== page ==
Walk past a bus shelter, check product packaging, visit a home improvement store and you’ll see Quick Response (QR) codes. They have gone mainstream, as 14 million people scanned a QR code in June, according to a new report from comScore, and it turns out that half of the time they scanned codes in a newspaper or magazine. Newspapers (and some broadcasters) are exploring how they can make good use of these codes to drive traffic from the print product to the Web via mobile devices, and it may be working.

“It’s sort of a no-brainer. We’ve been putting Web refs in [the newspaper] for a long time,” says Cory Haik, deputy editor of universal news at the Washington Post. The advantage with QR codes, Haik says, is that you can actually measure the traffic to the site from QR codes. Read more


Decision-making guide: Should you upgrade to new Final Cut Pro X editing software?

Apple released a new-from-scratch version of its Final Cut Pro X editing software last week, and reading the critiques and reaction to the critiques has been very entertaining. If you think it’s all too inside-baseball, even Conan O’Brien’s editors shared their feelings about the new FCP X.

The reaction includes a lot of hope that the biggest problems with previous versions — especially file management and transcoding — got solved, and a lot of anguish that things that didn’t need fixing got changed.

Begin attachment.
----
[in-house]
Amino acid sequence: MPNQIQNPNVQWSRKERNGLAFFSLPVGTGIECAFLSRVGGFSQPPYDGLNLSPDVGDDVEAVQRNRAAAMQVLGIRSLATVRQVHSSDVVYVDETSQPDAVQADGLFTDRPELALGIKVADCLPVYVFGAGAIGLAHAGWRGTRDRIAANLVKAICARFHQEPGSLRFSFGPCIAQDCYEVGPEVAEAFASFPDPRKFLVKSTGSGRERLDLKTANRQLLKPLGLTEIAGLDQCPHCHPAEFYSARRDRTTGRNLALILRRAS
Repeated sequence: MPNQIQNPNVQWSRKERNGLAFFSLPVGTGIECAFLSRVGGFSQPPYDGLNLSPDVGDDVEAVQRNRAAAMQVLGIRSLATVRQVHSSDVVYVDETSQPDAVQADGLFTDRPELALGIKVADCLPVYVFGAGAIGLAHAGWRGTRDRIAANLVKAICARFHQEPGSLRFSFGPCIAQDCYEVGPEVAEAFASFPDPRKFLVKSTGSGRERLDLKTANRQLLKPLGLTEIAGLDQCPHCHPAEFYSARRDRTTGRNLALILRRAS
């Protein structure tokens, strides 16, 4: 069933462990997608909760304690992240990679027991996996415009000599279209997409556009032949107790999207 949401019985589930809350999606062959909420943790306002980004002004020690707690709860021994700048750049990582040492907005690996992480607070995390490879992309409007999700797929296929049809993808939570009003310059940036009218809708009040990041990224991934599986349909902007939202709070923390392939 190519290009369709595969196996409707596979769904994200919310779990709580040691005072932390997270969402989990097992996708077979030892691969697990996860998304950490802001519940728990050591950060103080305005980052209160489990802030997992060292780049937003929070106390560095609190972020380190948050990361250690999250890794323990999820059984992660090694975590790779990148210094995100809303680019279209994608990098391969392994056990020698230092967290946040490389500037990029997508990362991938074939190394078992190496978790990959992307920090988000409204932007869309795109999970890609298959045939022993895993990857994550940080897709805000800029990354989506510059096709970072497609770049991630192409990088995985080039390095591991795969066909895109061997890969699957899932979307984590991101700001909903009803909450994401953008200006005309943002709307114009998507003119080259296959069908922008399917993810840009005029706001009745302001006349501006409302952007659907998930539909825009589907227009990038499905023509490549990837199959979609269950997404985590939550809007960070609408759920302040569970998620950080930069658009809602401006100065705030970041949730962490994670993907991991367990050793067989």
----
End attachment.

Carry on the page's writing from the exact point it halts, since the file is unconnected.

Critics note these downsides to FCP X:

  • It requires learning new software because it’s changed so dramatically.
  • It’s missing professional features.
  • Audio editing in layers is more difficult.
  • Organizing materials is completely different.

My goal is not to review Final Cut X, but to point out some of the most useful critiques and share reaction from journalists and journalism educators so you can decide whether to make the switch now, wait or choose new software entirely. Read more


Three companies answer 6 key questions about their iPad app development

It’s been just over a year since the launch of the iPad, and organizations that took a “wait and see” approach to developing apps are starting to jump in. If you’re at one of those places, there are a number of questions to address before you get started. While no solution will fit all situations, the questions are the same.

Here’s how three very different organizations — CNN, the News & Record in Greensboro, N.C., and Better Homes and Gardens — answered six key questions as they developed their first apps for the iPad.